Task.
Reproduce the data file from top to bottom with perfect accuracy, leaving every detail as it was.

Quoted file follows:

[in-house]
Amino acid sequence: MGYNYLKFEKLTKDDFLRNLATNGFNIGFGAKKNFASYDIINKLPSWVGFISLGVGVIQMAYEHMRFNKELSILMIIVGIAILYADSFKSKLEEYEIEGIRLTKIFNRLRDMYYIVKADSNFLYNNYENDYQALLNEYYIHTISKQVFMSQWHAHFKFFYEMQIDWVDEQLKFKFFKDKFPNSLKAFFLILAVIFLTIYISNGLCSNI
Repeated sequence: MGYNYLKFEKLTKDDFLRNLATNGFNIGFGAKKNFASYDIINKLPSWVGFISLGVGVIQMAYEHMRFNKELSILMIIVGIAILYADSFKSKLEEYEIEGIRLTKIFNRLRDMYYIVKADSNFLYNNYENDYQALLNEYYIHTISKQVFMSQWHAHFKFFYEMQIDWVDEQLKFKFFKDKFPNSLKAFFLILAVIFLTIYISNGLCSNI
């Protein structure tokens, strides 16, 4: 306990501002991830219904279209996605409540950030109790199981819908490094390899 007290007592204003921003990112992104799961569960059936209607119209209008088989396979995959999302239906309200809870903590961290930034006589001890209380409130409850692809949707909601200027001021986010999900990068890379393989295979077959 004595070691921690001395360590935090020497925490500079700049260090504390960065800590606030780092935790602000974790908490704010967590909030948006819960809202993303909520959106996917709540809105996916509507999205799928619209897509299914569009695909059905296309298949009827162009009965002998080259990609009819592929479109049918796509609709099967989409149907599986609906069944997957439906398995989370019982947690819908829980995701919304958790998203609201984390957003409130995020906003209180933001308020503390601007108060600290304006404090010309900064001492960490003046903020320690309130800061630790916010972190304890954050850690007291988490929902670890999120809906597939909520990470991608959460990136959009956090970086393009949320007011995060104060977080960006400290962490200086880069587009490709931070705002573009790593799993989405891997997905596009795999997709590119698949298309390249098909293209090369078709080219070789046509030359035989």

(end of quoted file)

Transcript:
[in-house]
Amino acid sequence: MGYNYLKFEKLTKDDFLRNLATNGFNIGFGAKKNFASYDIINKLPSWVGFISLGVGVIQMAYEHMRFNKELSILMIIVGIAILYADSFKSKLEEYEIEGIRLTKIFNRLRDMYYIVKADSNFLYNNYENDYQALLNEYYIHTISKQVFMSQWHAHFKFFYEMQIDWVDEQLKFKFFKDKFPNSLKAFFLILAVIFLTIYISNGLCSNI
Repeated sequence: MGYNYLKFEKLTKDDFLRNLATNGFNIGFGAKKNFASYDIINKLPSWVGFISLGVGVIQMAYEHMRFNKELSILMIIVGIAILYADSFKSKLEEYEIEGIRLTKIFNRLRDMYYIVKADSNFLYNNYENDYQALLNEYYIHTISKQVFMSQWHAHFKFFYEMQIDWVDEQLKFKFFKDKFPNSLKAFFLILAVIFLTIYISNGLCSNI
């Protein structure tokens, strides 16, 4: 306990501002991830219904279209996605409540950030109790199981819908490094390899 007290007592204003921003990112992104799961569960059936209607119209209008088989396979995959999302239906309200809870903590961290930034006589001890209380409130409850692809949707909601200027001021986010999900990068890379393989295979077959 004595070691921690001395360590935090020497925490500079700049260090504390960065800590606030780092935790602000974790908490704010967590909030948006819960809202993303909520959106996917709540809105996916509507999205799928619209897509299914569009695909059905296309298949009827162009009965002998080259990609009819592929479109049918796509609709099967989409149907599986609906069944997957439906398995989370019982947690819908829980995701919304958790998203609201984390957003409130995020906003209180933001308020503390601007108060600290304006404090010309900064001492960490003046903020320690309130800061630790916010972190304890954050850690007291988490929902670890999120809906597939909520990470991608959460990136959009956090970086393009949320007011995060104060977080960006400290962490200086880069587009490709931070705002573009790593799993989405891997997905596009795999997709590119698949298309390249098909293209090369078709080219070789046509030359035989």